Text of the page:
Les Ferdinand excited by QPR’s future and hoping to be a ‘pioneer’ for diversity
The Sky Bet Championship outfit received planning permission in September for a new £20million training base to be built in Heston, with supporters given the chance to invest in a bond through Tifosy Capital and Advisory which will pay towards the state-of-the-art facilities.
Due to open during the 2022-23 campaign, the Rs could be a Premier League club by that time if Mark Warburton’s side continue on their current trajectory which places them sixth after 11 matches.
After various battles to stay in the second tier since QPR were relegated from the top flight six years ago, the west Londoners are on the up again having come through their Financial Fair Play (FFP) issues which have provided plenty of challenges for director of football Ferdinand since he took the role in 2015.
He told the PA news agency: “The end goal is to see QPR back in the Premier League. For us and where we are at the movement, the new training ground will be a massive help in trying to achieve that.
“I would like to think in recent times we have seen the progress the club is making. This season everyone can see it out on the pitch and at the club itself with the group of players we have because it is a nice environment to be in. I can’t say it has always been like that since I have been at the club.
“So it is a good place to be, we are progressing in the right way and hopefully we can continue what we are doing and stay in the top six.”
The start of Ferdinand’s tenure at his old stomping ground coincided with a tightening of the purse strings after QPR breached FFP regulations for overspending during the 2013-14 season.
It saw the wage bill significantly reduced from the time when they yo-yoed between the Premier League and Championship and brought a new focus for recruitment on signing younger players.
League finishes of 18th, 16th and 19th have been followed by light at the end of the tunnel, with the Rs in the play-off mix during the last two seasons, and a better training ground will, they hope, attract a higher standard of players as well as allowing everyone at the club to be housed at one base.
The end goal is to see QPR back in the Premier League. For us and where we are at the movement, the new training ground will be a massive help in trying to achieve that.
“It has been a real learning curve for me,” Ferdinand said of his first director of football role.
“Coming from the pitch, then going into coaching and seeing the other side of the way the football club works and functions, it does open your eyes.
“There was a lot we had to change and I knew there would be a lot of pain before we could put smiles on faces, so that was tough because doing that you know you will come in for stick.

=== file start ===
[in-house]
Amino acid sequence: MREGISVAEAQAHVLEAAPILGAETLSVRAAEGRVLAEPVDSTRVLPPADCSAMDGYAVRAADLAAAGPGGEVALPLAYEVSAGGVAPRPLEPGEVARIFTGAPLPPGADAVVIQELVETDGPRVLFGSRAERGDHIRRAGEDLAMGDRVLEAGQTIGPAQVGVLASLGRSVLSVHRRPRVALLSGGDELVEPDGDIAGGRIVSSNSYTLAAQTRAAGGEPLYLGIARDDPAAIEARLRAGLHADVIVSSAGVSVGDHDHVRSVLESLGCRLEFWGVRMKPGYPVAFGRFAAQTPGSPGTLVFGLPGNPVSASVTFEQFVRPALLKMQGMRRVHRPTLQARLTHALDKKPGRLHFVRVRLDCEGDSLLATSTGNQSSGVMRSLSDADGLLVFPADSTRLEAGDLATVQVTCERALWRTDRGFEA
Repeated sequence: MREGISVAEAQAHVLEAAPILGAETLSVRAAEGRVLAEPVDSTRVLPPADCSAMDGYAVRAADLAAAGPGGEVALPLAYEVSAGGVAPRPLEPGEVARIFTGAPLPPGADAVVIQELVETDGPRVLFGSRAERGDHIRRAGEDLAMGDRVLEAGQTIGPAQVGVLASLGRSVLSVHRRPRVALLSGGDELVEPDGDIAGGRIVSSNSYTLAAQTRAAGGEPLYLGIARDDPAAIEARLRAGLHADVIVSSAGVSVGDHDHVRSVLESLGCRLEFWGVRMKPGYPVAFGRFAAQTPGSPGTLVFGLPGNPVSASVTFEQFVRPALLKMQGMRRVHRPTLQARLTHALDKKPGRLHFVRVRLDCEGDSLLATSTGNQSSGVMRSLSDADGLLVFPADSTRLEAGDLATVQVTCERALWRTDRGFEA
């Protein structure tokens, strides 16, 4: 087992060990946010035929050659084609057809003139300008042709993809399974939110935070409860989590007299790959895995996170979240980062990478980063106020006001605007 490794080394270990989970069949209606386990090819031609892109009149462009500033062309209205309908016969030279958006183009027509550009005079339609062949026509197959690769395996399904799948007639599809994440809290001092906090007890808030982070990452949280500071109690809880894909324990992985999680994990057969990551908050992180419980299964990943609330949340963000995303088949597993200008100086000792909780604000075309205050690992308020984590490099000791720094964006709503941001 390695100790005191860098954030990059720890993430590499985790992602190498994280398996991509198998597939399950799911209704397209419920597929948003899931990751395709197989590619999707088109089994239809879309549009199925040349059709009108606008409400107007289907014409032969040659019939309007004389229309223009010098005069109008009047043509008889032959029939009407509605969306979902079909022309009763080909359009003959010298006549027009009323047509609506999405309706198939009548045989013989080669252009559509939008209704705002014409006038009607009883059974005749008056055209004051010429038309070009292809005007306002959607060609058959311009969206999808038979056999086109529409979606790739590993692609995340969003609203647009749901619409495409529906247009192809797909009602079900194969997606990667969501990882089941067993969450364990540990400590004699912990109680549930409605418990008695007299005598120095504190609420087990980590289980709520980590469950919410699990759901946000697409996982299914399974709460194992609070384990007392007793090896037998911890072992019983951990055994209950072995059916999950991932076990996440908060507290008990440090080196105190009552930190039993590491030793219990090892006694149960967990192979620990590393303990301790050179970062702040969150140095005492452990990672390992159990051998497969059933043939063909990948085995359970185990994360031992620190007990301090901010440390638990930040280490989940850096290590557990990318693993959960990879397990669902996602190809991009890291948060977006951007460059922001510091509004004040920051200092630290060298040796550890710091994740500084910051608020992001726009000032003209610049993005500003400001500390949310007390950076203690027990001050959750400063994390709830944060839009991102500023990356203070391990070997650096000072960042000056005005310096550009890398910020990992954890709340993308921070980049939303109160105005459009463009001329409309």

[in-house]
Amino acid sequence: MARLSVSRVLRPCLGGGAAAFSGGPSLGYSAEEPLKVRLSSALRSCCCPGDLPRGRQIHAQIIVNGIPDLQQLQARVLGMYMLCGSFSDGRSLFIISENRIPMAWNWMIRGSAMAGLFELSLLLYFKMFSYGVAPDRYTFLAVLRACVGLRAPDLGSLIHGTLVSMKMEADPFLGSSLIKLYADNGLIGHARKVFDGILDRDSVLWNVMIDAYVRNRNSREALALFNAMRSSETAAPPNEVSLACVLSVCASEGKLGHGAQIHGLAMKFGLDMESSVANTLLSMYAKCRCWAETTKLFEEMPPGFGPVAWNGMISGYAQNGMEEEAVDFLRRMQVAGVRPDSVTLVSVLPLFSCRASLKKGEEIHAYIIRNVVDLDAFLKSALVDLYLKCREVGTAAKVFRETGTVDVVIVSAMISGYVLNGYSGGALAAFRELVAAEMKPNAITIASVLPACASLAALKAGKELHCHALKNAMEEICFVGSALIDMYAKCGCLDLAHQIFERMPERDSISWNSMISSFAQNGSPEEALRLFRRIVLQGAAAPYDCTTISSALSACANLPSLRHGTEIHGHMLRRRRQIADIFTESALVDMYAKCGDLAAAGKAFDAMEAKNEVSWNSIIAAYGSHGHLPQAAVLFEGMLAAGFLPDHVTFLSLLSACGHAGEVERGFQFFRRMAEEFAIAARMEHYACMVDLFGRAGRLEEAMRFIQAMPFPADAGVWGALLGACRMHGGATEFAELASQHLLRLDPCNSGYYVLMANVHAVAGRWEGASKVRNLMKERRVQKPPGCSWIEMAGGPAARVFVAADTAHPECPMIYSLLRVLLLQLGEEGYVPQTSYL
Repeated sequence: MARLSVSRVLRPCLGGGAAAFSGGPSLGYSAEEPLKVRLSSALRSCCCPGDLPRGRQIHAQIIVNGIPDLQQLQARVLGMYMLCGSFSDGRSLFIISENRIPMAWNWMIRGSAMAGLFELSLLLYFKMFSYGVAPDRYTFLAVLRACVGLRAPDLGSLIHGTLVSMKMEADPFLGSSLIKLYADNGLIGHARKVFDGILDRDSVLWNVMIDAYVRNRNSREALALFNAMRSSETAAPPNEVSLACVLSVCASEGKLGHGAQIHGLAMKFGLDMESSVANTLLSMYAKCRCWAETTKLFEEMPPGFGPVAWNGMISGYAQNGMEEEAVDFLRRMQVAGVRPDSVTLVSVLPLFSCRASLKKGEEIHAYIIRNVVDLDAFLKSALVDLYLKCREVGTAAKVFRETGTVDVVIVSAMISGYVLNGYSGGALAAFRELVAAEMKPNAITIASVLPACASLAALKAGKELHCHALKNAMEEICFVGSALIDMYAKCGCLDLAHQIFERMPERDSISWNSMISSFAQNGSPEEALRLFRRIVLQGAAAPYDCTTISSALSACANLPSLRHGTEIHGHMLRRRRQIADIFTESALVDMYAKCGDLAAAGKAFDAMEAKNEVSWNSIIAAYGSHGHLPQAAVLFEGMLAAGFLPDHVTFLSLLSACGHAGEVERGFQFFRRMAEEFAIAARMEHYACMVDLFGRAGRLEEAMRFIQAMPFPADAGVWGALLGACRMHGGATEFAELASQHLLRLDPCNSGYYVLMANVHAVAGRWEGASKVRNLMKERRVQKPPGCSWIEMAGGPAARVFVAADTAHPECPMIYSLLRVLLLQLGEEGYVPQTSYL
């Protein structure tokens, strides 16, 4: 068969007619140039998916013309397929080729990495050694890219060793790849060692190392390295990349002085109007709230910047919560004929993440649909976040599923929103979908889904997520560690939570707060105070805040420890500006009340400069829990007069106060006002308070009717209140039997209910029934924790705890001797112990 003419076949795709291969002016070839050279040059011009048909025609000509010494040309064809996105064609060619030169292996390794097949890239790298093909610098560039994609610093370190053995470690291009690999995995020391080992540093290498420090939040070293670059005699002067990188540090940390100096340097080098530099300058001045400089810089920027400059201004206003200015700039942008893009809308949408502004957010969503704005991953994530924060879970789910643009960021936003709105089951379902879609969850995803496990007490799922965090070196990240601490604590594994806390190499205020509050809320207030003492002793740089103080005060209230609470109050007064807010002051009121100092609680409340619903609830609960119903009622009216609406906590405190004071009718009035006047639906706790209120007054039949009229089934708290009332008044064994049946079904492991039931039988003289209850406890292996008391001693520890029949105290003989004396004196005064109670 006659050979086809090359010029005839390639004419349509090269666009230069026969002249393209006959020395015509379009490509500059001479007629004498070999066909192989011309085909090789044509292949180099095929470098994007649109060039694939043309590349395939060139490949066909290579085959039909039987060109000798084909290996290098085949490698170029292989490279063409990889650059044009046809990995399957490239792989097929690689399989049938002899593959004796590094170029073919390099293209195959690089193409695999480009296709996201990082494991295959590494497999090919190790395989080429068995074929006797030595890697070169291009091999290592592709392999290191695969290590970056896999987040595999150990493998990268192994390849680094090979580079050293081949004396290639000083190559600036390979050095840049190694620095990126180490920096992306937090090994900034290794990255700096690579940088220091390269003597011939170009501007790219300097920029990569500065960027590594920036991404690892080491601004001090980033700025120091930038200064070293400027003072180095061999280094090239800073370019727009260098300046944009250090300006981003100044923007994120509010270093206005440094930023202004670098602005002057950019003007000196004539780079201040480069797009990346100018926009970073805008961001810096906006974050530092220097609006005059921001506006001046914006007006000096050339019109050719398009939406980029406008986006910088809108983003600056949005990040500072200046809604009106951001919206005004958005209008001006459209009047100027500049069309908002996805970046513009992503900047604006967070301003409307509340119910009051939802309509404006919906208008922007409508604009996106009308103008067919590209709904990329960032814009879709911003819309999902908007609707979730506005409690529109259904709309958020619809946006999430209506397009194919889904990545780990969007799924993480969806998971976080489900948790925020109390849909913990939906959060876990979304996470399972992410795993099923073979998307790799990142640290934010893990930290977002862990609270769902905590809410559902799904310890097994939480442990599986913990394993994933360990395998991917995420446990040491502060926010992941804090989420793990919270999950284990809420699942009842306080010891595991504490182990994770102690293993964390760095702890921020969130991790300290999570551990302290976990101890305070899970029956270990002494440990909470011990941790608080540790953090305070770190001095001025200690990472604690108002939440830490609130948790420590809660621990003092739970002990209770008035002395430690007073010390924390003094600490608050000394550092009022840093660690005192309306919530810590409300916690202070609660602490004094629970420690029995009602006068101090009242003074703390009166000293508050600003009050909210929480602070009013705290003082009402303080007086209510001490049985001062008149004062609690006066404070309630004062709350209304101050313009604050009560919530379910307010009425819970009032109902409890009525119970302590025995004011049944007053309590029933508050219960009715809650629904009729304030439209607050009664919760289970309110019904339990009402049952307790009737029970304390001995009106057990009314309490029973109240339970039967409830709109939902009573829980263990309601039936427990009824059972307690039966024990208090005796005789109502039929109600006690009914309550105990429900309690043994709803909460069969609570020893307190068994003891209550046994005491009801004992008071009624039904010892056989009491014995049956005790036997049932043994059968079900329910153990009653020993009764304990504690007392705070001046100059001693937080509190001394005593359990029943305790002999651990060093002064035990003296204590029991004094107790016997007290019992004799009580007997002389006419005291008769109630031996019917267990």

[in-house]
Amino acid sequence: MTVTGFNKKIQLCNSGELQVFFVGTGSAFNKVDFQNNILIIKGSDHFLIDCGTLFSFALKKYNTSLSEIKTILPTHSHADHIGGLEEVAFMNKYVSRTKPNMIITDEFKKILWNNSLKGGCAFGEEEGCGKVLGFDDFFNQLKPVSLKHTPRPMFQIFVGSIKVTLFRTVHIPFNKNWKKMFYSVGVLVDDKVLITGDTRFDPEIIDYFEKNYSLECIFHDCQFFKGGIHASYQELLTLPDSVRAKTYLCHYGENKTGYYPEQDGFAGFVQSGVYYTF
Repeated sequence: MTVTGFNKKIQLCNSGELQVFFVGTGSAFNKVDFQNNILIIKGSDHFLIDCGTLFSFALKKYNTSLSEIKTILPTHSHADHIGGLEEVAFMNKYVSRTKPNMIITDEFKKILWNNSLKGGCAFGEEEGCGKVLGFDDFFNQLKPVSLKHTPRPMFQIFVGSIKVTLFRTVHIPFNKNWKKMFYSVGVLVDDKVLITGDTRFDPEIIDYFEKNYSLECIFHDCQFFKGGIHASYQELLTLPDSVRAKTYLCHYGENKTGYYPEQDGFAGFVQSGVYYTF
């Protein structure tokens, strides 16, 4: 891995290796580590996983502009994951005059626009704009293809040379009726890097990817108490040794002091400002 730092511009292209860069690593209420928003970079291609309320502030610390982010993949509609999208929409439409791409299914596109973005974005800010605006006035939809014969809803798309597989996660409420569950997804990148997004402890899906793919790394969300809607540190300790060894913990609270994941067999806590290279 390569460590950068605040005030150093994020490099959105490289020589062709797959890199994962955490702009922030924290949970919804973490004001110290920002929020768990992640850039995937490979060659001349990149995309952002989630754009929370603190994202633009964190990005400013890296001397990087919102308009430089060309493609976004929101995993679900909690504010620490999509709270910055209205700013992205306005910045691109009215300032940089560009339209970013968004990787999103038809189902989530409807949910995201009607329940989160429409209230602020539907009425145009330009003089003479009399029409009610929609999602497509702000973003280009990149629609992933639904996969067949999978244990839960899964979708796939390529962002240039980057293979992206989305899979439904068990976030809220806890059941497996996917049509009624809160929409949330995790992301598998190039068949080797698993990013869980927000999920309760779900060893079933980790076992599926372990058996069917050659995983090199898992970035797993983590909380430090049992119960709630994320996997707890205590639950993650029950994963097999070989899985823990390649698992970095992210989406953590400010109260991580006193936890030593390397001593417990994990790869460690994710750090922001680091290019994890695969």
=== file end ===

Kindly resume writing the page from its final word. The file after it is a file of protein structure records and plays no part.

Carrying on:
“I have come in for stick, along with a lot of other people, but we knew at the end it would be worth it and that is where I feel we are now.
“Looking at where we are going and how we are progressing, I think most people can see we have done things in the right way and we are progressing in the best possible way for Queens Park Rangers.”
The decision by QPR to promote Ferdinand to director of football in February, 2015 also represented a small step in the right direction for equality but the former England forward remains the only black man fulfilling such a role in English professional football.
While a lack of opportunities for people from black and ethnic minority backgrounds continues to be a problem, change may finally be on the horizon with ex-Liverpool striker Emile Heskey involved at Leicester City Women as their new head of football development while Joleon Lescott recently told PA about his long-term plans to go into the boardroom.
Ferdinand added: “There is not enough ex-footballers full stop who do the role in the Premier League and Championship.
“It is nice to hear other guys are looking for a way back into the game, whether it is at director level or something else. I went into this because I didn’t think I would get a manager’s job, so those boys might be thinking ‘if I can’t get a manager’s job, how can I get a director of football role?’ but it is good to be a pioneer.
“I have spoken to Emile on a few occasions and I know it is something he wants to do and that appeals to him. Hopefully he has seen there is a pathway and it spurs more on to do the role.”
Diversity in management remains an issue too, with Chris Hughton’s recent sacking bringing the number of managers from black and ethnic minority backgrounds at England’s top 92 clubs down to seven.
“I think there are a lot of people out there saying the right thing but doing the right thing is harder to come by and harder to see,” Ferdinand said.
“I spoke to Sol Campbell the other day who is still out of work and waiting for an opportunity, which saddens me.
“You look at some of the other players from his era who have got opportunities at a higher level whereas he has gone to Macclesfield to get his first opportunity.
“Paul Ince was the same and now Sol is in the football wilderness putting himself out there but he can’t even get an interview. And we’re meant to think things are changing?”